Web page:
I identify more as an anarcha-feminist and find it more interesting to talk about anarchism and zines, for some reason. Perhaps because I feel like my zine making came out of an underground scene that was anarchist, political, cultural, and subversive (including artistic, sometimes nihilistic, and gender non-conforming, border smashing, aesthetics) which included strong women (as well as gentle, weird, resilient, etc.) in all aspects as almost everything does. To me, as an ideal, anarchism is about liberation from all oppressions which would include sexism as well as racism, classism, capitalism, homophobia, colonialism, capitalism, and so on. Although it’s important to address issues directly as there is one thing about an ism and another thing about a practice; and I generally really like concentrating on specifics; as well as their intersections. I’m very obsessed with race and class issues – I feel like it’s so core to everything. Gender comes along with everything I do, and with the subject of parenting you would think so especially yet somehow I have sometimes felt pushed out by feminism in the late 80s and 90s – as a radical single welfare mom – that my concerns were not valued and my writing was not accepted. (That said I did often feel inspired by radical feminist writings in the 70s – which included more about children and mothering in them – as I searched for info.) On the other hand the most rad person or project in the world can identify as feminist. I take it as a case by case basic. I don’t get all caught up in labels very much. Although I still identify as an anarchist (even though white anarchists have issues with being racist, just the way that white feminists do, which is why whiteness needs direct attention on it; and in a similar way sexism would need direct attention on it, etc.) after all this time, but I make it my own way, do my own thing, define it however I like, and hay, we do need to use words or it would be hard to communicate at all. But I think a lot of folks would say my works have been explicitly feminist, I think you can say that. I don’t worry about it too much. Feminism is as feminism does.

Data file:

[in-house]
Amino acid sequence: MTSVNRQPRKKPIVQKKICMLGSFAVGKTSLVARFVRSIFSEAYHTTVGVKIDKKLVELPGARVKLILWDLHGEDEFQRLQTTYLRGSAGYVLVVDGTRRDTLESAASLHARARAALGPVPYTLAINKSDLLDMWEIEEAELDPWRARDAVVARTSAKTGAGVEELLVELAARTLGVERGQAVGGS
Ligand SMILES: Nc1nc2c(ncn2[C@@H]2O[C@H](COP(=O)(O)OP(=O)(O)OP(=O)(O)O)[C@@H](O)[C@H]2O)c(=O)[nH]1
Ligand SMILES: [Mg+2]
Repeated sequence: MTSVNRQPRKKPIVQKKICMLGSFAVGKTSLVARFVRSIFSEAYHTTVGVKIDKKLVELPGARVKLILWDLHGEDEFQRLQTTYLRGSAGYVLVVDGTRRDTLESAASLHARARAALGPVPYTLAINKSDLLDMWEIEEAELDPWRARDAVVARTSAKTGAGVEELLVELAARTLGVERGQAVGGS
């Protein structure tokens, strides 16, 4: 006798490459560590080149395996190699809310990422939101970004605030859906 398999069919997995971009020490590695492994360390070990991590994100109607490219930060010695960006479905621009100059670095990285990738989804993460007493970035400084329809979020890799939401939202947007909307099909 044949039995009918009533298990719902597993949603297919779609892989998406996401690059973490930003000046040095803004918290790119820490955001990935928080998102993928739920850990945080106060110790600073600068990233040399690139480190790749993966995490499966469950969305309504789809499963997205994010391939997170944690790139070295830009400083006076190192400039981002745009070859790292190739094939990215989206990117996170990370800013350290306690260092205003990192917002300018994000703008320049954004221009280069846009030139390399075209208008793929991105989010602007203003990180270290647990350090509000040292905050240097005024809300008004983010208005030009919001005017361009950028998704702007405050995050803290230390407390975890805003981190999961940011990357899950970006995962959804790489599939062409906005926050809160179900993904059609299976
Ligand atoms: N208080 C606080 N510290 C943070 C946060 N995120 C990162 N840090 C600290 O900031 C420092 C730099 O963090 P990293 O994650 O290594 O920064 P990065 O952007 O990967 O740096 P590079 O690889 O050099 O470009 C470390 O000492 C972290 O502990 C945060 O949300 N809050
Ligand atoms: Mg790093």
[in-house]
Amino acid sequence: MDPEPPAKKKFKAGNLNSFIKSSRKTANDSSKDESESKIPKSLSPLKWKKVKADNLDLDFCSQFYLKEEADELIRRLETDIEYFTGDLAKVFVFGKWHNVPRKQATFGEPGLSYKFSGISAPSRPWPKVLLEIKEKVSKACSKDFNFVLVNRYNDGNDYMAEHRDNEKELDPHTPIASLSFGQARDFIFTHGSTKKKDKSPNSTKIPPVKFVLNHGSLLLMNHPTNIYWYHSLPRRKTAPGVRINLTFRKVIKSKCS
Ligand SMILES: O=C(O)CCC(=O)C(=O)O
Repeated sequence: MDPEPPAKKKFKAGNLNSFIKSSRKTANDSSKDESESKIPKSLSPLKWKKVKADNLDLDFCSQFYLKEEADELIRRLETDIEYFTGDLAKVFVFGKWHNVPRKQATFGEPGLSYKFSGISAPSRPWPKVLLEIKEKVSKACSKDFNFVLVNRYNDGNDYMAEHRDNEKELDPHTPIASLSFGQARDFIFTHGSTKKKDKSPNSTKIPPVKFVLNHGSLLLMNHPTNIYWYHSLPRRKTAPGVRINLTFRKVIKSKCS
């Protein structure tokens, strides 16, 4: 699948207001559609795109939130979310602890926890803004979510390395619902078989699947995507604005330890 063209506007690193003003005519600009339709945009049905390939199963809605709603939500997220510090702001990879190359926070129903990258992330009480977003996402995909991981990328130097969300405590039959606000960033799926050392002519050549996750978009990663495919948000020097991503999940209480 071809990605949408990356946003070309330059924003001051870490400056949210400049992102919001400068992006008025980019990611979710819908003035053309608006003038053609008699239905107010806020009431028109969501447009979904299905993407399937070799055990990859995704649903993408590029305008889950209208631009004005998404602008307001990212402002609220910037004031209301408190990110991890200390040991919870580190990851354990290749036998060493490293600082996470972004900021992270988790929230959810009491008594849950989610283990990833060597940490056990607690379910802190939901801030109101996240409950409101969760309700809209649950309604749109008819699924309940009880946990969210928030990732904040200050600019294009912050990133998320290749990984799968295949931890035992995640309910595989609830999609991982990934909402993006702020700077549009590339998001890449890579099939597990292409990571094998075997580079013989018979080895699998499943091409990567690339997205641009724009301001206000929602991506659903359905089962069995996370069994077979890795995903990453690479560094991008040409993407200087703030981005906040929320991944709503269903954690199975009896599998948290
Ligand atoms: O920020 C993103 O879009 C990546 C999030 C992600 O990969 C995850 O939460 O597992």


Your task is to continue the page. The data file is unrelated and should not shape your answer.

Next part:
4. What is your favorite zine or piece of mail art? Do you like any specific style/part of a zine?